My friend and former newspaper colleague, Chuck Malloy, recently wrote an article about the Idaho Education Association that continues an Idaho media tradition of miscategorizing the IEA’s place in the state’s policy arena. The chief problem with Malloy’s commentary is the same one that plagues the Idaho news media generally: Writes cover the IEA as though its mission is to improve public education. Accordingly, reporters often seek the organization’s thoughts on education, as though it has an impartial, scholarly viewpoint to offer.
Let’s set the record straight: The IEA is a labor union, and as a labor union it is concerned about its power and the maintenance of it. The union has a long track record of fighting for as much money as it can possibly shovel into the education system and to oppose almost any proposal that would diminish its control or give parents more say in how their kids are educated.
When the Legislature convenes in January, Malloy wrote, “We’ll hear the usual cries that quality education does not depend on the amount of money spent. The Idaho Education Association, which fights for more education dollars, happens to agree with that point.” Malloy summarized IEA president Kari Overall’s stance thusly: “It doesn’t matter if Idaho is at the bottom of most funding categories nationwide, or somewhere in the middle.”
The record is absolutely clear on this point. The union has always equated more money with better results, though it disregards evidence to the contrary. Earlier this year, in response to Gov. Brad Little’s budget proposal, Overall released a statement that made the usual imprecise laments that Idaho’s per-pupil spending is “near the bottom of the nation.” And that’s been the organization’s unwavering stance for as long as I can remember: More money solves problems and Idaho should spend more than other states.
But, the IEA’s interests extend far beyond money for schools. Did you know that Idaho law gives the IEA’s lobbyists and staff the same pension as the people who work for the government? That means taxpayers are forced to guarantee the retirement benefits of a special interest group and its workers who seek to influence state government.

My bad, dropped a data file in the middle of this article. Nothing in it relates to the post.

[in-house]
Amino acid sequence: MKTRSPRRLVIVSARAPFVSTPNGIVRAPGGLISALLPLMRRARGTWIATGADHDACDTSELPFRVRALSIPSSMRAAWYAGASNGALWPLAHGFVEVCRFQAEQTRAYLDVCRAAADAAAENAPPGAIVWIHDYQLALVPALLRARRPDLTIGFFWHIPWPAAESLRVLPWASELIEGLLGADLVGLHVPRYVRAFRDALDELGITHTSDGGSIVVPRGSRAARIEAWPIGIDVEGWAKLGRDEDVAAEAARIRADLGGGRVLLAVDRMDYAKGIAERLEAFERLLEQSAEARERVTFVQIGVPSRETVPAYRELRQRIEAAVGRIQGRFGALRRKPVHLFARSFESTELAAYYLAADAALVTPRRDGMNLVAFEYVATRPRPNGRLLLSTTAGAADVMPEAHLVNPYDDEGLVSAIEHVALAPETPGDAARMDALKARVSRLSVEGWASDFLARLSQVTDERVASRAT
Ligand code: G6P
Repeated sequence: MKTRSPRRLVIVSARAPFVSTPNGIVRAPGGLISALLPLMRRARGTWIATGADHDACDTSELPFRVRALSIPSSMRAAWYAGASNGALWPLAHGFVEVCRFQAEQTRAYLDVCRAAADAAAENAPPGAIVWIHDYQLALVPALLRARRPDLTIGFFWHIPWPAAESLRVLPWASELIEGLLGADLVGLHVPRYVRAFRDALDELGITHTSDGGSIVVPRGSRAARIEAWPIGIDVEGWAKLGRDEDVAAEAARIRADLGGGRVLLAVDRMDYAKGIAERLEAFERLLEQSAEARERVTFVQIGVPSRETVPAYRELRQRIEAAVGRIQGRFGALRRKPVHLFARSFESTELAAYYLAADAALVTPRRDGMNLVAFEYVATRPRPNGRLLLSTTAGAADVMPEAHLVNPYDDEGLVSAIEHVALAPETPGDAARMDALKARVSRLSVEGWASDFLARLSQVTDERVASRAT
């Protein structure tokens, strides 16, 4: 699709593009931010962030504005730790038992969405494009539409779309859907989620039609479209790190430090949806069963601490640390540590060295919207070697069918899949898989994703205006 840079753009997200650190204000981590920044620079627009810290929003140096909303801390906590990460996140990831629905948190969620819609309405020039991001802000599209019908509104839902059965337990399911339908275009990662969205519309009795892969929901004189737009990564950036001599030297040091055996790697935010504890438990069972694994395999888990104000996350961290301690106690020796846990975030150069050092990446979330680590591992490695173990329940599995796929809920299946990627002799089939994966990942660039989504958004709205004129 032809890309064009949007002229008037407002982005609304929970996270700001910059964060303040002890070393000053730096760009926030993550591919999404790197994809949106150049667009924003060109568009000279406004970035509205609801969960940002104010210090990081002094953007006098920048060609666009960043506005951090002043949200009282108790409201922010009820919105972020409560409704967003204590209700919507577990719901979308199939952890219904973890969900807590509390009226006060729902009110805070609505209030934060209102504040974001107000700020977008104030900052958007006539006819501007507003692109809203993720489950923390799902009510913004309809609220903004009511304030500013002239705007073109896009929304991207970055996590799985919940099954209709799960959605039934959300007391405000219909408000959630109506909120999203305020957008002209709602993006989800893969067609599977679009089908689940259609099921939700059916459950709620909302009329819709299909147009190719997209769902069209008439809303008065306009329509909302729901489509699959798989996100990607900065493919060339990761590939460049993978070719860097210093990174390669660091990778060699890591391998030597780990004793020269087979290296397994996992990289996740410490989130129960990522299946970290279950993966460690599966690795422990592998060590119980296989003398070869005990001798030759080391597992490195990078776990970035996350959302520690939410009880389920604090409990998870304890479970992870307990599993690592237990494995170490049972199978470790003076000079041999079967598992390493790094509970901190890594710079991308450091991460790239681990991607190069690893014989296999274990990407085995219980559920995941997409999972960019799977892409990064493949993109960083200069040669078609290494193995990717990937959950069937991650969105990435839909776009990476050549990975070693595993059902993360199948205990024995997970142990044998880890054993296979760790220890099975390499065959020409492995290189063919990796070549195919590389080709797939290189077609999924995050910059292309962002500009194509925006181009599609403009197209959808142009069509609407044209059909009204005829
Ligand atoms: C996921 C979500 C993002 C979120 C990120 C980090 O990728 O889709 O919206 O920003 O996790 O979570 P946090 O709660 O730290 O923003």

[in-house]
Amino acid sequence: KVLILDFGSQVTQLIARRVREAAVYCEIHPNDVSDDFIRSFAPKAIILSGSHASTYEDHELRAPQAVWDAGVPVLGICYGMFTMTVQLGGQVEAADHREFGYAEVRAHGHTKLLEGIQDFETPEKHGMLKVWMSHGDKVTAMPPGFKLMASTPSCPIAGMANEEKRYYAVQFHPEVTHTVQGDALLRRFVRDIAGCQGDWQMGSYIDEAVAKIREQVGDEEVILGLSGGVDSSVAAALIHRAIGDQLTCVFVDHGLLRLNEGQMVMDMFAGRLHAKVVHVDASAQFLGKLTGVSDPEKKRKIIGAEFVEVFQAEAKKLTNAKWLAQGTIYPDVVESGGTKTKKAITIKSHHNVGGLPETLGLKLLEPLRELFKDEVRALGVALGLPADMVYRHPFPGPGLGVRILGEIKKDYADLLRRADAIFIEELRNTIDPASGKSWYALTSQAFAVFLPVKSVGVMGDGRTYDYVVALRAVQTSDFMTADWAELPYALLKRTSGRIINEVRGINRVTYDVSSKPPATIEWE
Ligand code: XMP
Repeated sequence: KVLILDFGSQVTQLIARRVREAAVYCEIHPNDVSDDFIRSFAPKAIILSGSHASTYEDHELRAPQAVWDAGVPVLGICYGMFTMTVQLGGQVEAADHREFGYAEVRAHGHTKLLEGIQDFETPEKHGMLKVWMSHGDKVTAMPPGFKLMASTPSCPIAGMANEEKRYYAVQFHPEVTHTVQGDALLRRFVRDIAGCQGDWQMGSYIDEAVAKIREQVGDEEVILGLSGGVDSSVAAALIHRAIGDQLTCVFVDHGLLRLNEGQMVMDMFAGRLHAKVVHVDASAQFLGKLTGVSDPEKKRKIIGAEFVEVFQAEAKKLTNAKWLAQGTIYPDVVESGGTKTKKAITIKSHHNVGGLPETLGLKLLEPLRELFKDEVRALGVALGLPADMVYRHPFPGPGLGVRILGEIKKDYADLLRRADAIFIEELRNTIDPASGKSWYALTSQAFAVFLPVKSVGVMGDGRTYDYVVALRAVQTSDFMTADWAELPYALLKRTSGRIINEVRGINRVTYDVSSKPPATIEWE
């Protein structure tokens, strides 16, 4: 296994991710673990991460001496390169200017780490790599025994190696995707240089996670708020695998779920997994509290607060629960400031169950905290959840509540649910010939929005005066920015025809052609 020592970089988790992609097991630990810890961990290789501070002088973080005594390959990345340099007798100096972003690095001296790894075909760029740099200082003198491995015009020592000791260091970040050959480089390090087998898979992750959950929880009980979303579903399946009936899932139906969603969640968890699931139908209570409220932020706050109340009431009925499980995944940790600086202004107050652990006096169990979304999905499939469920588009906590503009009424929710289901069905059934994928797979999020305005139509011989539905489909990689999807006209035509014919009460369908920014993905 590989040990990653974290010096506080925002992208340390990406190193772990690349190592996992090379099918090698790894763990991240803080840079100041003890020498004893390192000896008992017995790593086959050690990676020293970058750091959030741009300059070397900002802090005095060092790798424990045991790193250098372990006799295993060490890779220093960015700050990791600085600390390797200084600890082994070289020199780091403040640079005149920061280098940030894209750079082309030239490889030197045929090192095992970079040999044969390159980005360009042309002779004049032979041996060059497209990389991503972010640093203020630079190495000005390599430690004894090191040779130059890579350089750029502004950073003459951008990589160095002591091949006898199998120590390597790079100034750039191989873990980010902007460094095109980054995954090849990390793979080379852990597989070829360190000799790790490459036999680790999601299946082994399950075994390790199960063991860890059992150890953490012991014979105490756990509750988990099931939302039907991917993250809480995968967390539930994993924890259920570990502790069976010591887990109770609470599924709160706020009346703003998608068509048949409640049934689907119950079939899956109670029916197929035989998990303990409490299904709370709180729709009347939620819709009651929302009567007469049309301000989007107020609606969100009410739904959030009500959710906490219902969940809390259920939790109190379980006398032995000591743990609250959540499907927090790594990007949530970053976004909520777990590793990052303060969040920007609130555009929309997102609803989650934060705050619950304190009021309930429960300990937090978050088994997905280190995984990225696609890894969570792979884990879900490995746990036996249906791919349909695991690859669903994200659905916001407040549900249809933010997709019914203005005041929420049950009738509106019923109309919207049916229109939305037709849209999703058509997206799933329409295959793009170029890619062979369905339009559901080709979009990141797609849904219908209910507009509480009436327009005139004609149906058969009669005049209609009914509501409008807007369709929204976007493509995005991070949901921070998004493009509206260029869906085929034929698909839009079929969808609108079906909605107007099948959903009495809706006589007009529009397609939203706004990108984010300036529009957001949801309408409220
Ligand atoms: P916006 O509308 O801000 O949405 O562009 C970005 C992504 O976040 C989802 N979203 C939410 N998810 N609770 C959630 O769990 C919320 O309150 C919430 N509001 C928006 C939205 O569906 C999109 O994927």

Did you know, despite being a right-to-work state, Idaho labor unions have outsized influence in school districts? They do so because many years ago the IEA convinced the Legislature to require that school boards negotiate collective bargaining agreements with union officials? The only real hurdle to the mandatory collective bargaining requirement is that a labor union prove that it represents, for negotiation purposes, a majority of the professional employees.
Proving a majority is a fairly inconsequential barrier; the union uses proven Big Labor tactics to coerce employees into going along. What’s more, state law says that where a union has a collective bargaining agreement, it’s illegal for individual teachers to negotiate their own contracts with the school that employees them. The IEA works tirelessly to keep lawmakers from tinkering with its legal power position in Idaho’s school districts. When I was a young reporter, I originally believed that the Idaho Education Association was chiefly interested in a quality education for students and, like a lot of otherjournalists, I too sought the IEA’s viewpoint on things related to Idaho’s education system—spending, class size, education choice, and so on. I’m not so young anymore, and neither is Malloy. We both have been around long enough to know better. Idaho news writers and commentators—and especially their readers—would do well to understand: The Idaho Education Association is a special interest group whose mission is all about money and power.
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